This study aims to better understand coastal processes associated with extreme cyclonic events through the study of the coastal changes, flooding and damage that resulted from the passage of a category 5 hurricane (Irma) on 6 September 2017 over the islands of Saint-Martin and Saint-Barthélemy in the Lesser Antilles. The analysis shows the effects of coastal structures and streets on flow channelling, on the amplification of some erosion types, and on water level increase. Positive spatial correlation is found between damage intensity and marine flood depth.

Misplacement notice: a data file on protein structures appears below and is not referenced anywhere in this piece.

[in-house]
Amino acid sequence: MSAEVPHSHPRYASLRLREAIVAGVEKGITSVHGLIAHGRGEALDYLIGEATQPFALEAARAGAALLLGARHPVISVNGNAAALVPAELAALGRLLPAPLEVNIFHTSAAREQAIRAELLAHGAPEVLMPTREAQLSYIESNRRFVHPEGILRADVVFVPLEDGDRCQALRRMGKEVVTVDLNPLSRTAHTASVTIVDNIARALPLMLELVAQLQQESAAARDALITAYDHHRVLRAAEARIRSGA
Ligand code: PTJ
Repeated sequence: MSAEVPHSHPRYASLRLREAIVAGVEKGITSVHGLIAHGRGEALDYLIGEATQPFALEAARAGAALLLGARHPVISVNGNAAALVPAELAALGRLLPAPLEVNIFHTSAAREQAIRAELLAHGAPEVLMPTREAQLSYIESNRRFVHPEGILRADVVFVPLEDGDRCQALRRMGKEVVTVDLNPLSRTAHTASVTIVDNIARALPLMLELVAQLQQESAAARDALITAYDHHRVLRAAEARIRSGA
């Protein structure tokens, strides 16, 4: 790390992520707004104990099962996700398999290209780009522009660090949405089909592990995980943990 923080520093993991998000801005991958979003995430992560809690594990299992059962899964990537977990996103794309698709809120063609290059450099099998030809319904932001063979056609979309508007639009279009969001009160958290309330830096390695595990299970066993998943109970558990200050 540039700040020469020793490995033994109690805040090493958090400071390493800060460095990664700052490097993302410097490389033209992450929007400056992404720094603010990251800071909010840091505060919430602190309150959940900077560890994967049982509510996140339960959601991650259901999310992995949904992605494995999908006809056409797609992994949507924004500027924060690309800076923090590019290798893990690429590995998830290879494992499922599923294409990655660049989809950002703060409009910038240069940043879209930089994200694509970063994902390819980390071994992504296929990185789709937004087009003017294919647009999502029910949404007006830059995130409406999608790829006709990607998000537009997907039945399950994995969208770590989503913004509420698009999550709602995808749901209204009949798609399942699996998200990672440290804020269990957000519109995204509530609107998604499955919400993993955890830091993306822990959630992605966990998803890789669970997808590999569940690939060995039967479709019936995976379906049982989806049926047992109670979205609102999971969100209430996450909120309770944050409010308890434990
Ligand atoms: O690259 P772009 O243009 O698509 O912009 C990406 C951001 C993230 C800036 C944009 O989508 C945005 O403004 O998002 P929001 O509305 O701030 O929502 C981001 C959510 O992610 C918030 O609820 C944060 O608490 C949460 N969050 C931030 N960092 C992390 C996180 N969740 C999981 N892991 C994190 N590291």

Hurricane Irma was exceptional, but, the authors argue, the disaster is also inevitably due to political, social and economic factors. For three decades, the demographic and urban development along the coasts of the islands of Saint-Martin and Saint-Barthélemy contributed to the creation of a catastrophe. Laws and urban planning regulations exist but are seldom or not enforced at all, just like coastal regulations, which are inconsistent. The paper concludes that the goal now is to use this extreme experience in order to optimize future territorial planning on small islands.